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CFP: A Symposium on Violence and Laughter on the Modern European Stage, UK
Proposed Date: Saturday 6th October 2007.
Venue: Department of Theatre, Film and Television Studies, University of
Wales, Aberystwyth and A14 Hugh Owen Building, University of Wales,
Professor Joe Kelleher, Roehampton University, London
Professor Dan Rebellato, Royal Holloway, University of London
In The Poetics, Aristotle equates comedy with the painless, â€˜the
ludicrous, that is, is a failing or a piece of ugliness which causes no
pain or destructionâ€™, but very often laughter is provoked from an audience
attempting to cope with theatrical visions of violence. In such instances,
does laughter at the horrific defuse the unease felt by an audience or
create further anxiety? This symposium proposes to challenge conventional
definitions of the comic and its relationship to mimetic acts of brutality
on the modern European stage. The symposium aims to facilitate an
exploration into the intersection between violence and comedy as exhibited
in a range of dramatic texts either written and/or staged on the twentieth
and twenty-first century European/British stage. The symposium aims to
integrate critical thought, performance practice and a text-based study of
drama and will provide a forum for discussion amongst academic scholars in
the field of Theatre Studies.
Papers may consider, amongst other topics:
- The relationship between comedy and violence in the plays of a
variety of modern dramatists such as Sarah Kane, Martin McDonagh and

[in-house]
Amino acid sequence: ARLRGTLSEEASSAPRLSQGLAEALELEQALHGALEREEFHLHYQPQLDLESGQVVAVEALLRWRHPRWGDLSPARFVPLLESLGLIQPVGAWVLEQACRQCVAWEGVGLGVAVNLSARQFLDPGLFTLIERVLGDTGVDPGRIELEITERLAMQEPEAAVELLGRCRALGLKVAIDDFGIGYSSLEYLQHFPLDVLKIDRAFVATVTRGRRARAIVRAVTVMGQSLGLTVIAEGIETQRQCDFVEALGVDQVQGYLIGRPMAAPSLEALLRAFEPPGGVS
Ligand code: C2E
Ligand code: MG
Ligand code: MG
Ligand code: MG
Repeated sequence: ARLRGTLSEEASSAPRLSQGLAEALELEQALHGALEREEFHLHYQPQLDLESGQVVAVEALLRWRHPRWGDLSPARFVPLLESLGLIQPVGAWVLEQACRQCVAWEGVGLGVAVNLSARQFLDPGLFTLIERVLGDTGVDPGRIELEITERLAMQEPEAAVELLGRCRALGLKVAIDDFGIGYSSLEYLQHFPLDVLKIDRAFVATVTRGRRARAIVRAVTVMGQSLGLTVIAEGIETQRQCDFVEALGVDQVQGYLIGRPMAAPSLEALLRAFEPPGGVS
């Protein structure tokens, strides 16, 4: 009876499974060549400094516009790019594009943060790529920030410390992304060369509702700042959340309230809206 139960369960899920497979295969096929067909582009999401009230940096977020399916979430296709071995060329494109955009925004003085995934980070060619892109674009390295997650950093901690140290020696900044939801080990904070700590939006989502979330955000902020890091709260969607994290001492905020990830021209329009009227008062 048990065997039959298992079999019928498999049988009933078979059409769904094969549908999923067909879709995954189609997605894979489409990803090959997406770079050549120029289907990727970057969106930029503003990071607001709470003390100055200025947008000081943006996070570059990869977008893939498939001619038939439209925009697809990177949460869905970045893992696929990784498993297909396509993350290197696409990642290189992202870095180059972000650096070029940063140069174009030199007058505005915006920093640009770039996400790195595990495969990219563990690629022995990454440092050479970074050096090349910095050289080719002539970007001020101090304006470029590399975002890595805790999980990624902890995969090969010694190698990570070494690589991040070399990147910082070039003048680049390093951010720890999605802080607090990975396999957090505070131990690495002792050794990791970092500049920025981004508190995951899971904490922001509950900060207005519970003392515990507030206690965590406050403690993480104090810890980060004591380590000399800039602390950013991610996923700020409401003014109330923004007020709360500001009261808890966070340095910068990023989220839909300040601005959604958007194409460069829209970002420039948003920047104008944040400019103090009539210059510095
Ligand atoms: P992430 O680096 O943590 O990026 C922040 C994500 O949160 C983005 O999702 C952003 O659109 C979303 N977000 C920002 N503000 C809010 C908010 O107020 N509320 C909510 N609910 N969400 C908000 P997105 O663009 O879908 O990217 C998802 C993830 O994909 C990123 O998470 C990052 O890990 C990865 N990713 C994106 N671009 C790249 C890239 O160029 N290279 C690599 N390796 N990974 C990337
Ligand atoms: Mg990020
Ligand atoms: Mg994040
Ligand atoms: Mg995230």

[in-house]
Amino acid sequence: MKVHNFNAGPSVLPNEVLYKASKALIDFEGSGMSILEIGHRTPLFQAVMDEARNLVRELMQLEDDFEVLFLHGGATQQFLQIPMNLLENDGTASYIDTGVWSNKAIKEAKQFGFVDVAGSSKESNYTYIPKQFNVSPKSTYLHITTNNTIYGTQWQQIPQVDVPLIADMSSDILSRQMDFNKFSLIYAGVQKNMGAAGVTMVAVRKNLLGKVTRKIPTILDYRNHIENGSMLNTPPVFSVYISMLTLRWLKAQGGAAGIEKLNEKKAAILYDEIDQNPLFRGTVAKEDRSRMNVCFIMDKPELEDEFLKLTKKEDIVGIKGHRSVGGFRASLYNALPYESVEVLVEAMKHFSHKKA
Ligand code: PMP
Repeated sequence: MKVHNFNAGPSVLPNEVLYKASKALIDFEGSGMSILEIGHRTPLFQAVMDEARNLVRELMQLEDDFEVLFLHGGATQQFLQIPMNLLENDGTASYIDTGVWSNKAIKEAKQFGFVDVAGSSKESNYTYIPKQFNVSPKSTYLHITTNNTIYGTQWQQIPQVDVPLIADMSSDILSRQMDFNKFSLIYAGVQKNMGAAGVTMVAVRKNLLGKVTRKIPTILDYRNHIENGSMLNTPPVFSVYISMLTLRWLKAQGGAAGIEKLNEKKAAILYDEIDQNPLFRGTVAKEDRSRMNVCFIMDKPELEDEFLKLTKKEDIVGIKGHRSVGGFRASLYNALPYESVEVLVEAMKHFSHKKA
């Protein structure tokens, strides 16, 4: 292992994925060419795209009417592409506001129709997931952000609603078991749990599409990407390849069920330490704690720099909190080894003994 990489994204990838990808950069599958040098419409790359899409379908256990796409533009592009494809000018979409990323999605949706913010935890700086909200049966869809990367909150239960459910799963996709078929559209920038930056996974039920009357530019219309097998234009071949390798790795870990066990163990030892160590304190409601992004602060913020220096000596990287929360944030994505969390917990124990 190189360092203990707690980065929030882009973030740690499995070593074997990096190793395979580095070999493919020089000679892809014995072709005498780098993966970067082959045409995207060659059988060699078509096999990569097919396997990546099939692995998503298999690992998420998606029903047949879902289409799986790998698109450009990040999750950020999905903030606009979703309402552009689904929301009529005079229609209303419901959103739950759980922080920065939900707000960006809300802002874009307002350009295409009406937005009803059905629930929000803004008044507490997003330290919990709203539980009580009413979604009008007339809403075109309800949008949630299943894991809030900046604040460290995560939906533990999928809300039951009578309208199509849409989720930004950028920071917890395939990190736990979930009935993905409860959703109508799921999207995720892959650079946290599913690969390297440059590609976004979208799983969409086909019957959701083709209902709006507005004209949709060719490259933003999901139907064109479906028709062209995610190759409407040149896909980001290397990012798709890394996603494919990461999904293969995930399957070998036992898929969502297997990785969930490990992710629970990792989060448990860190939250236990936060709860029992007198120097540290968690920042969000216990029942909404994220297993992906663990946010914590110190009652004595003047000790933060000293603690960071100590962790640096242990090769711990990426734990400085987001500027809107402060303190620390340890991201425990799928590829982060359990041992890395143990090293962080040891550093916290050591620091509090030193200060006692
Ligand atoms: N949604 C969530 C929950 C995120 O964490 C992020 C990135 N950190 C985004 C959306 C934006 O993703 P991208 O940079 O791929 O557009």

- Theories of the relationship between violence and laughter in
relation to the dramatic medium.
- The role of violence and comedy in pre-twentieth century drama on
the contemporary stage.
The symposium will seek to explore the following questions:
- What kind of meaning does a theatrically represented act of
violence assume when combined with the effects of laughter?
- What causes a violent act to become comic when it is presented via
the dramatic medium?
- What are the differences between naturalistic and expressionistic
or stylized representations of violence in their provocation of laughter?
- Is there a difference between realizing the comic impulse of the
mimesis of violence in reading the text versus its mediation through
- Does a dramatic text court a certain reaction to a representation
of violence or is such a response necessarily and inevitably organic? Does
the playwright possess a moral responsibility towards the effects of
laughter provoked by a theatrical representation of violence?
- How can laughter that follows the violent impulse serve as an
agent of reflection to encourage a social/political
- Does such laughter enforce or destabilize the cathartic impulse?
- What effect does laughter have on the experience of the audience
as a community of spectators? Does it provide a cohesive effect or does it
problematize the shared experience of spectatorship?
Papers should be no more than 20 minutes in length. Please send a 100-200
word abstract to Dr. Kelly Jones (kej_at_aber.ac.uk and/or
kellyvjones_at_hotmail.com) or Catherine Rees (cmr04_at_aber.ac.uk) by 31st
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Received on Mon Aug 06 2007 - 06:58:27 EDT